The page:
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22 Chestnut and Goats

Wheat or Rye? Research for The Tender Land Scenery

Abby Rodd, Glimmerglass’s Director of Production, and Joel Morain (A/V Coordinator) traveled to The Farmers’ Museum, where Abby did some research on materials for the scenery of our 2010 production of The Tender Land.
The Farmers’ Museum is one of the oldest rural life museums in the country and provides visitors the opportunity to experience 19th-century rural and village life first-hand. The people who work there have a great understanding of the rural heritage that has shaped our land and culture.

 

Abby on her way to meet Farmer Rick and Farmer Wayne

Abby on her way to meet Farmer Rick and Farmer Wayne

The Tender Land follows the story of a farm family, and the scenic design calls for four-foot-tall wheat. Last week, Abby made a call to The Farmers’ Museum for advice. She spoke with Farmer Wayne and discovered that wheat doesn’t actually grow to be four feet tall – rye might be better, he said. He told her to stop by to discuss details.

 

Chatting about rye

Chatting about rye

Abby explained we will probably need 5 by 40 feet of rye to create a backdrop for the set of The Tender Land. Rye is usually planted in the fall, and we are hoping to find rye tall enough for our purposes come June. Farmer Wayne pointed out that the rye might be a little green so early in the summer. Abby said we will have to flame proof the rye anyway, and maybe we can tint the flame proofing material to adjust the color of the rye.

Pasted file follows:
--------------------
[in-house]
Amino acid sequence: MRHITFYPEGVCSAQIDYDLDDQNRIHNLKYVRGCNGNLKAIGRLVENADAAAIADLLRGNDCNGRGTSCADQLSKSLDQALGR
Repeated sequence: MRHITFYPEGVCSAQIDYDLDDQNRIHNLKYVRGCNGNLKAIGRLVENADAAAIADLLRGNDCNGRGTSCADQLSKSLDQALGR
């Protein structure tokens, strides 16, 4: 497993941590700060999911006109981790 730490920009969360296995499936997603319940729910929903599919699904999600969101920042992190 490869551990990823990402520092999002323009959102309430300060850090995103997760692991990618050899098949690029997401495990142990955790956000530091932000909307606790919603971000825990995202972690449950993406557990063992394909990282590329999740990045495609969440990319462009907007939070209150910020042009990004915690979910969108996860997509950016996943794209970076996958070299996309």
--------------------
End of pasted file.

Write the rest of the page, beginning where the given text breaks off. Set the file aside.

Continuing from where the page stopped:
Rye

They had some rye on hand as an example.

Yes, this is about four-feet tall.

Yes, this is about four feet tall.

They also recommended we look into using triticale, which is a hybrid between wheat and rye. It’s a little stiffer, and since we want the grain to stand tall on the set of The Tender Land, it might be better for our purposes, they said. 

L to R: Farmer Rick, Abby and Farmer Wayne

L to R: Farmer Wayne, Abby and Farmer Rick

Joel bonded with Zeb, the museum's Percheron, on the way out.

Joel bonded with Zeb, the museum's Percheron, on the way out.

 (You can read more about Zeb on this blog, written by The Farmers’ Museum’s blacksmith.)

Now to fit the rye in the Subaru.

Now to fit the rye in the Subaru.

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